Early Italian renaissance ideas of realism and pictorial space developed in Florence but spread rapidly across Italy as the city’s most sought-after artists were hired to work outside their home town. The marriage of Andrea Mantegna to Nicolosia, the daughter of the Venetian artist Jacopo Bellini, meant that the ideas of the Florentine sculptor Donatello, whose work Mantegna had seen in Padua, were discussed and taken up by the Bellini family workshop in Venice, in particular by his brother-in-law and friend Giovanni Bellini.
Neither artist stopped at mere emulation. In 1460, Mantegna moved to Mantua where he occupied the post of court painter to the ruling Gonzaga family until his death aged 75 in 1506. Bellini, who died 10 years later aged 86, spent his entire career in Republican Venice. Despite the distance between them, their work provides evidence of a continuing creative artistic exchange as both continued to develop new ideas well into old age.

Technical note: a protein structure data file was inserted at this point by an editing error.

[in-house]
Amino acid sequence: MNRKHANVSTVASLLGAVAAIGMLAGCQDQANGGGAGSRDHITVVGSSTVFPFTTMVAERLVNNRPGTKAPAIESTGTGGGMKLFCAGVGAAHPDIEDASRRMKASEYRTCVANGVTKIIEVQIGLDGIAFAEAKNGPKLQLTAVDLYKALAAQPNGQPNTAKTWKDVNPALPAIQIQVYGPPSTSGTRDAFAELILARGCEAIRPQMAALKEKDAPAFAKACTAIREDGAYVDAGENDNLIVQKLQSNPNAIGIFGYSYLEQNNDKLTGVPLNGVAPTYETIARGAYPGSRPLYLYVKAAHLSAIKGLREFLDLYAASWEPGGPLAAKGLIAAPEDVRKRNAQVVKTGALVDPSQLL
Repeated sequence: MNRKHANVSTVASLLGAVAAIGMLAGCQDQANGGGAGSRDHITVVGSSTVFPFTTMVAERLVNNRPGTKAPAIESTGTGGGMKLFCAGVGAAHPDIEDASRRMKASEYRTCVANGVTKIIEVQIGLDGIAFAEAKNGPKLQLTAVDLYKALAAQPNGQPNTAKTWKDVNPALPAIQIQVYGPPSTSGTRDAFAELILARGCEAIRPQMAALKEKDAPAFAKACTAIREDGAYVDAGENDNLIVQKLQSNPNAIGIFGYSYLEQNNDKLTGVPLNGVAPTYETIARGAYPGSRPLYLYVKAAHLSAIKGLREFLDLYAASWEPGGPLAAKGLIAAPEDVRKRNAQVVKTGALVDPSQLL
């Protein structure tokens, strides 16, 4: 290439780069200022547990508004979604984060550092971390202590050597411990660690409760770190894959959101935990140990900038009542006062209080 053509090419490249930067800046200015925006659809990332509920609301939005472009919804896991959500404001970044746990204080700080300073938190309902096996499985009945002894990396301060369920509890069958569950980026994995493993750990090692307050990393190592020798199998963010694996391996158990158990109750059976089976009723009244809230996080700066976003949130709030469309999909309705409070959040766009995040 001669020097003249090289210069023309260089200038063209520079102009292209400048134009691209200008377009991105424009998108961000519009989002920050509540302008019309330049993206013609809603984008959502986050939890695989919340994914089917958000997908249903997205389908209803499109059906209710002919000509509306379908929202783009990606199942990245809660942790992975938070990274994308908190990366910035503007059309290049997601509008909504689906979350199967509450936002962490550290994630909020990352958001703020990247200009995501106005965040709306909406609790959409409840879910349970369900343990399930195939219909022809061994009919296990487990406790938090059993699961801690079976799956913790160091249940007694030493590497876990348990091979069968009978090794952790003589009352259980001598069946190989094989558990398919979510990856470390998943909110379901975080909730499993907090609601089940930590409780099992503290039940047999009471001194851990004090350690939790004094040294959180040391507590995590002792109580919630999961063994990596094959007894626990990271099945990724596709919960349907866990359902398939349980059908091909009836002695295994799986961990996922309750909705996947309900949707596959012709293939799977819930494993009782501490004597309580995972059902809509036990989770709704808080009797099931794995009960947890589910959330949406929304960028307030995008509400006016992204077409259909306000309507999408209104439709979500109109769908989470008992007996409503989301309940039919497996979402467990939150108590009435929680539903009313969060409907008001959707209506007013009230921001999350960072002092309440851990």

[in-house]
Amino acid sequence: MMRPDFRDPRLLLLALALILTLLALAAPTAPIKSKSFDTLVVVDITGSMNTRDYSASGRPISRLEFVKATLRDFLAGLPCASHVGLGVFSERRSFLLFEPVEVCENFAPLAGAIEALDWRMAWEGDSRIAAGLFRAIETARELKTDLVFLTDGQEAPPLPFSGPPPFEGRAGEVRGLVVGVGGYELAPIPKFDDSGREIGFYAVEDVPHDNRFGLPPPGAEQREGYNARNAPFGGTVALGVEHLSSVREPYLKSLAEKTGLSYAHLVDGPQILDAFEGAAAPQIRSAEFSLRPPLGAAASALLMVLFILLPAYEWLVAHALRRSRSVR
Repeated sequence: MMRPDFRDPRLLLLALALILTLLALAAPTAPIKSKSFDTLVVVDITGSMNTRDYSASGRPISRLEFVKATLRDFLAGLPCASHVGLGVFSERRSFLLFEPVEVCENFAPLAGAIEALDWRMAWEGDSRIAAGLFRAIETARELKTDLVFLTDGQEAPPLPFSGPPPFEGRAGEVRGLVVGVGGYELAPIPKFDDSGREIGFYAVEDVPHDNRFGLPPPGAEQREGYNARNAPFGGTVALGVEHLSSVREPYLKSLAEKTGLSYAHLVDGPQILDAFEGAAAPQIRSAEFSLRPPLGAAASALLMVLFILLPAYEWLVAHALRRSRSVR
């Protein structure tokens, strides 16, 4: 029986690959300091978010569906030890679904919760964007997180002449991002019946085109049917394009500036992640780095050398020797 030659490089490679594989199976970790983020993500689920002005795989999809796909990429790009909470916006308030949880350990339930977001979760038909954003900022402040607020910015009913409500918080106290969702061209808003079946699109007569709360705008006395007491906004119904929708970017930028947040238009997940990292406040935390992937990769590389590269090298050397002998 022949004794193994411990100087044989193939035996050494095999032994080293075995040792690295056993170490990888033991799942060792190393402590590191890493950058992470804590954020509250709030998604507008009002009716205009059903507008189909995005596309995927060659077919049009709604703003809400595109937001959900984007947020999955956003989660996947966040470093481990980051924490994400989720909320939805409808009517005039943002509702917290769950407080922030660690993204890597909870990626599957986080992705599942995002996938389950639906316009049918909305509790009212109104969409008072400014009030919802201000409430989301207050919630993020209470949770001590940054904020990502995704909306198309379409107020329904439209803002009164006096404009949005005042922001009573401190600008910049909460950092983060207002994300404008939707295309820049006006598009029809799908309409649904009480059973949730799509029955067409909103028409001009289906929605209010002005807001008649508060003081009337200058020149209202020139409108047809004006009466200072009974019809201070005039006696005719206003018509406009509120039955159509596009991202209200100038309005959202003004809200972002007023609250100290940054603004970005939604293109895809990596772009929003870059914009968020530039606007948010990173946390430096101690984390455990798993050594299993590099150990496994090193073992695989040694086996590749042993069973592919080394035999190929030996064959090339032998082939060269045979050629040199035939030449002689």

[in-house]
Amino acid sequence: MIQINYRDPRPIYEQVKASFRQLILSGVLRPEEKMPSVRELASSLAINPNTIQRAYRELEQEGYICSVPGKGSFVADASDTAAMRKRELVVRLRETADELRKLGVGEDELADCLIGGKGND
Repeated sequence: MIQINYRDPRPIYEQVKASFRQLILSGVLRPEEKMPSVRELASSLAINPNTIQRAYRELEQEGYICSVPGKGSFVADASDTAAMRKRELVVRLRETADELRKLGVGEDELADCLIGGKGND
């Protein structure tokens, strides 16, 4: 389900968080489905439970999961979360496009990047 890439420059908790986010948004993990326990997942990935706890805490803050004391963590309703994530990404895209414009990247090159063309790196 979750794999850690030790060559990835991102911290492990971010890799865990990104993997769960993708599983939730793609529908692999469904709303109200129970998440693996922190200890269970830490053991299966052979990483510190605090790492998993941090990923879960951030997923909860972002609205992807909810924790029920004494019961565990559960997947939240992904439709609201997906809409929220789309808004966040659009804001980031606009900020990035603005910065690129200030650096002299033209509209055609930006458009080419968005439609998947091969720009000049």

In time for the upcoming National Gallery exhibition Mantegna and Bellini, art historian Julia Musgrave looks at how brothers-in-law can become brothers in art and explores the quietly revolutionary influence of a family of Venetian artists.
Morning event with coffee and pastries.
In time for the upcoming National Gallery exhibition Mantegna and Bellini (1 October 2018 - 27 January 2019)
Find out more about Julia Musgrave